any of the punters who crowded into the Grand Lisboa - shaped like a huge lotus flower covered in blinking lights - were big-betting mainland Chinese who helped push Macau past the Las Vegas Strip last year as the world’s gaming center.
The five-floor casino is owned by Hong Kong billionaire Stanley Ho, who held a monopoly on gaming in Macau for four decades until 2002. The former Portuguese enclave - two islands and a peninsula off China’s southeastern coast - is the only place in China where casinos are legal.
In the past four years, some of the biggest names from Las Vegas - Las Vegas Sands Corp.’s Sheldon Adelson, Wynn Resorts Ltd.’s Stephen Wynn and MGM Mirage - have been aggressively building casinos, luxury hotels and mega resorts in Macau.
Before he opened the us$ 384 million Grand Lisboa on Sunday, Ho acknowledged that his market share slipped to 63 percent last year, and analysts widely agree that it will erode further. But Ho, who has 17 casinos in Macau, said his new flagship Grand Lisboa would compete well with the Las Vegas-style casinos because of his long experience in the market.
"We are the leaders, not the followers," he said. "We know the city well." Ho is battling a common perception that his casinos are stodgy, smoky and plagued with surly service.
His new five-floor casino was decorated with plush red carpet and silver light fixtures with strands of crystal beads. The gaming floors have 240 tables and 484 slot machines.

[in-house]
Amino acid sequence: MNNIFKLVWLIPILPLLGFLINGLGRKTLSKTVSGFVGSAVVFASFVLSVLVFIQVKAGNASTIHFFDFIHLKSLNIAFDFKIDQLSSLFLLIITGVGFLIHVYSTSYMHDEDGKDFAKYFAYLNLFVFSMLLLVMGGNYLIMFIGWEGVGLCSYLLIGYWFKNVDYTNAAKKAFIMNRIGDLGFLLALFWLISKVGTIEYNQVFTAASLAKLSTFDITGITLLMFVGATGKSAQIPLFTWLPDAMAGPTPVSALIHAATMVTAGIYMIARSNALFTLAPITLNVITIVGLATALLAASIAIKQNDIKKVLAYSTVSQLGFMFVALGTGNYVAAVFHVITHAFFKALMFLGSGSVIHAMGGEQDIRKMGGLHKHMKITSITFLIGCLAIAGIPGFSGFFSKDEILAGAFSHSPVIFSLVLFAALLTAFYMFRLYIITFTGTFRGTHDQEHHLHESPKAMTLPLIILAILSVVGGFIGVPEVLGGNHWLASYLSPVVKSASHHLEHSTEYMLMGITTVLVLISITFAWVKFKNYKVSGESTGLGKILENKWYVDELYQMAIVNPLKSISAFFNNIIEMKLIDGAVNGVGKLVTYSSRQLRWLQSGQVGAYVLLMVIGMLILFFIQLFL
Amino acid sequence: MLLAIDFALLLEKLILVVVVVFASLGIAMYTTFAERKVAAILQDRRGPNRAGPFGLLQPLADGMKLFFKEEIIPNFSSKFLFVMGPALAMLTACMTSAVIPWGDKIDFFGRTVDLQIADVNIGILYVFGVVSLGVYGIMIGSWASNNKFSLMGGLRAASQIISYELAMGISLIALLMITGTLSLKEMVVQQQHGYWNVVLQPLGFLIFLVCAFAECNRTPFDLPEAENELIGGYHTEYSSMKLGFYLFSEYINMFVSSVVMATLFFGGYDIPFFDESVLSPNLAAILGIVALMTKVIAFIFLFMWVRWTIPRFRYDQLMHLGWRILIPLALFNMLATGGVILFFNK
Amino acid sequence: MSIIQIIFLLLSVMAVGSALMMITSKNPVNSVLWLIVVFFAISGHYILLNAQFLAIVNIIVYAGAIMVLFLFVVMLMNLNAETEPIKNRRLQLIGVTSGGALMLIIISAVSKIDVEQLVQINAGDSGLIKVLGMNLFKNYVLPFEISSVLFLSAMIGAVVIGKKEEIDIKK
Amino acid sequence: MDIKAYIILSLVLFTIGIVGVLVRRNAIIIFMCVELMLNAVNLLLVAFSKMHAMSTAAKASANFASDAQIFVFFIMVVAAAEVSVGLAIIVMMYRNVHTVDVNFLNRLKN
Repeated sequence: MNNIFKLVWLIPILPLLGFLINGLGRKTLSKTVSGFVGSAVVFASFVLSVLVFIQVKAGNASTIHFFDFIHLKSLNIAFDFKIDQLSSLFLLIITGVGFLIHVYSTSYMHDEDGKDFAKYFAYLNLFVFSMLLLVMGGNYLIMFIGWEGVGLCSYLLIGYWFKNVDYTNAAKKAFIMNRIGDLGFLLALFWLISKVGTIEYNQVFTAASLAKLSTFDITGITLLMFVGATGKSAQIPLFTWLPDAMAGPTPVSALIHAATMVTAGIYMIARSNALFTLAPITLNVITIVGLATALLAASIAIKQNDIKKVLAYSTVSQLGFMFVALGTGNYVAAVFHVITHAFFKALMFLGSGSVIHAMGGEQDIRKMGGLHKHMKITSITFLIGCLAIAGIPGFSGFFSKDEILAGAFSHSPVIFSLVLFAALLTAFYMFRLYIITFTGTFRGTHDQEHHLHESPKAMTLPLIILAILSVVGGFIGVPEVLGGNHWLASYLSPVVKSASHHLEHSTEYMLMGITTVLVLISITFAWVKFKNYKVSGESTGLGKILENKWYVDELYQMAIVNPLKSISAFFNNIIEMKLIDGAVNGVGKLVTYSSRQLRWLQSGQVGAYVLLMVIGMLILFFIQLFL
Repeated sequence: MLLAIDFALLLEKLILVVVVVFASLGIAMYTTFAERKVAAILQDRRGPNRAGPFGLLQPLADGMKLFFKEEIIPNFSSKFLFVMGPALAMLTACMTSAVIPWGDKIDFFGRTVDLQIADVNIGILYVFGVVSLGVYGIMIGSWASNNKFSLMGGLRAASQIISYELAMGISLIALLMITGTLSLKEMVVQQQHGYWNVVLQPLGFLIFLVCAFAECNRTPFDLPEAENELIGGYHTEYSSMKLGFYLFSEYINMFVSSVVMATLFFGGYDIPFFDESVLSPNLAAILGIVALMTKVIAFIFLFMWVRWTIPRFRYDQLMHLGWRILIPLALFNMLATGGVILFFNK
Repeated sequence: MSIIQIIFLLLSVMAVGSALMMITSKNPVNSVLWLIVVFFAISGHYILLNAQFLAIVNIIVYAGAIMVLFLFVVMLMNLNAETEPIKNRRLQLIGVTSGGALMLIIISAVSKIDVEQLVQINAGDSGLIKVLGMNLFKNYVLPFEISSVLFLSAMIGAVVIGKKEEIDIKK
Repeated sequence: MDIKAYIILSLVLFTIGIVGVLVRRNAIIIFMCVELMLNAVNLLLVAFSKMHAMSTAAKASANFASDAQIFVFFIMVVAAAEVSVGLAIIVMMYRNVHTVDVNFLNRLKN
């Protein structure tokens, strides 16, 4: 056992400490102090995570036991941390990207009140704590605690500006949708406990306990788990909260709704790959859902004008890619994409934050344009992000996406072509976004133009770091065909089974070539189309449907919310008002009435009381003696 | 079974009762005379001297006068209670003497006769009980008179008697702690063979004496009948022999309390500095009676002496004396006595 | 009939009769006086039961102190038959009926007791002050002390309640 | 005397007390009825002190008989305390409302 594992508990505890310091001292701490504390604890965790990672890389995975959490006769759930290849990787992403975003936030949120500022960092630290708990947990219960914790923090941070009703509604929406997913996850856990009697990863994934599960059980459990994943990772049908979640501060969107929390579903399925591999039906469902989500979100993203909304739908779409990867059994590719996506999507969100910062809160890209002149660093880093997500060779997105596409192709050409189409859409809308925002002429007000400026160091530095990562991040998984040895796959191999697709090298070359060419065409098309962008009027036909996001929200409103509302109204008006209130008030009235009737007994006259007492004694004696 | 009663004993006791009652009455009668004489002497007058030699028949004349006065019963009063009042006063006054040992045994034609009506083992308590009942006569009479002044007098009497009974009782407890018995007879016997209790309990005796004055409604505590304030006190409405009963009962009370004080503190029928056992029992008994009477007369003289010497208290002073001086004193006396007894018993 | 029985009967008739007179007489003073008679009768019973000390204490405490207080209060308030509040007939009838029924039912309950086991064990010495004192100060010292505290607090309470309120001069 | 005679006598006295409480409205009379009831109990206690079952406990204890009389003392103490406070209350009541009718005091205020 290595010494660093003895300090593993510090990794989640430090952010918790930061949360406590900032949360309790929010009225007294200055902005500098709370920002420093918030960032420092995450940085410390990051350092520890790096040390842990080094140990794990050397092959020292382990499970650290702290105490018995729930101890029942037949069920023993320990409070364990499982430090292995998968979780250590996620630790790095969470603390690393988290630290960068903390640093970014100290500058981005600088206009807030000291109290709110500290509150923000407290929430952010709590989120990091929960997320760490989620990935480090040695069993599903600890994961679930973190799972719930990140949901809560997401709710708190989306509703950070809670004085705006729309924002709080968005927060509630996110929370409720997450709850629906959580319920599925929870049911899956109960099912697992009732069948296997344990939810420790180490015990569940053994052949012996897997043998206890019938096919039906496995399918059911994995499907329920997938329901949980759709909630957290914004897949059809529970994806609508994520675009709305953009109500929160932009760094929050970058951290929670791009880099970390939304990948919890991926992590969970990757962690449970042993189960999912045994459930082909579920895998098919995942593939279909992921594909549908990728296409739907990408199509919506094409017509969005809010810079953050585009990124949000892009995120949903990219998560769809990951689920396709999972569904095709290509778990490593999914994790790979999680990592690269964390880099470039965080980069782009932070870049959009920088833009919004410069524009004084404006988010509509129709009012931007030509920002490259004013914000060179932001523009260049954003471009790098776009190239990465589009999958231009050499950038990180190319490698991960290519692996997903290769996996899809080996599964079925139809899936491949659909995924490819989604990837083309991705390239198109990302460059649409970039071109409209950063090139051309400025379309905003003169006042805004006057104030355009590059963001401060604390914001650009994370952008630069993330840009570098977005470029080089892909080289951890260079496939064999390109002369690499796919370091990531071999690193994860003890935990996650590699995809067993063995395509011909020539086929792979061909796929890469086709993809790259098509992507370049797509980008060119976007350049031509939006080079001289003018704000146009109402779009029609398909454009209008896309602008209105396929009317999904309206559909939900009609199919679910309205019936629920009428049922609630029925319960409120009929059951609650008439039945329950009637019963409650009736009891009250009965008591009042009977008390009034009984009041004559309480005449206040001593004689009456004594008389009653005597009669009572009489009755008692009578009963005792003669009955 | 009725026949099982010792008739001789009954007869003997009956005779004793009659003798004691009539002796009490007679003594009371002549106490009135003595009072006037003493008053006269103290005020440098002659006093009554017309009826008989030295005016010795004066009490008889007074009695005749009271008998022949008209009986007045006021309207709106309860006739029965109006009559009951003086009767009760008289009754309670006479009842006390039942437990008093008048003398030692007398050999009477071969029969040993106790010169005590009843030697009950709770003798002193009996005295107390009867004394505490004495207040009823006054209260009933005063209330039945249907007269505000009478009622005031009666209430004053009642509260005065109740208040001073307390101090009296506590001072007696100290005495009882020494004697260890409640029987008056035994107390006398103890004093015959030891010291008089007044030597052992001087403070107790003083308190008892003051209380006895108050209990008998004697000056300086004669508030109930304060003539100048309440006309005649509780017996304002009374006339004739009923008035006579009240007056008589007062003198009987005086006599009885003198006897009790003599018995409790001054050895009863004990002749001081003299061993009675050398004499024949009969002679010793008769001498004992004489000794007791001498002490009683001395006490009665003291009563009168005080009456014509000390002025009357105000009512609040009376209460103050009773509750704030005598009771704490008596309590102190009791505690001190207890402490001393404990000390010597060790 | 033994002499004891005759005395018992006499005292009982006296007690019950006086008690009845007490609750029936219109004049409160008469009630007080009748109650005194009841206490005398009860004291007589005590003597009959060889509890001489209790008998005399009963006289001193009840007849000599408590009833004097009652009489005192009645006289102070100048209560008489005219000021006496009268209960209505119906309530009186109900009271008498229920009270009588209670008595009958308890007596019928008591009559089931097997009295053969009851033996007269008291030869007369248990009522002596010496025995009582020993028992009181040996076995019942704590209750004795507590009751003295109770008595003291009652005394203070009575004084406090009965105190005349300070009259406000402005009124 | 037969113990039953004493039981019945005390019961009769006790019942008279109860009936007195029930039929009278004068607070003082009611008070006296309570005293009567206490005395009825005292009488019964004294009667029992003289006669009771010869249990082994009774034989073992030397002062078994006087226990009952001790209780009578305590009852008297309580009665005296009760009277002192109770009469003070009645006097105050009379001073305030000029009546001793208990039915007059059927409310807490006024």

The 52-story building - with a 430-room hotel that opens later this year - has a round base that looks like a giant Faberge egg covered in lights the flash red, green and gold. The design of its tower was inspired by the long plumes of a Brazilian showgirl’s headdress. The lobby is decorated with 580,000 Swarovski crystals, gold plated leaves and crystal balls.
While the Grand Lisboa appeals to the gamblers, the Las Vegas tycoons like Adelson want to attract a new crowd to Macau. They hope to lure conventioneers, shoppers and families who plan to spend about three days here. Later this year, Adelson plans to open his 3,000-suite Venetian Macao, billed as the largest hotel-casino in the world. The complex will include a massive convention hall and mall, built on reclaimed land between two islands called the Cotai Strip.
No matter how hot the competition gets, Ho will probably continue to turn a decent profit, said Rob Hart of Morgan Stanley in Hong Kong. He noted that Ho is still the largest owner of land in Macau. "So while he might lose some gaming revenue," Hart said, "the rest of his land bank portfolio is worth a huge amount. The land costs are going up in Macau, so he’s worth more and more."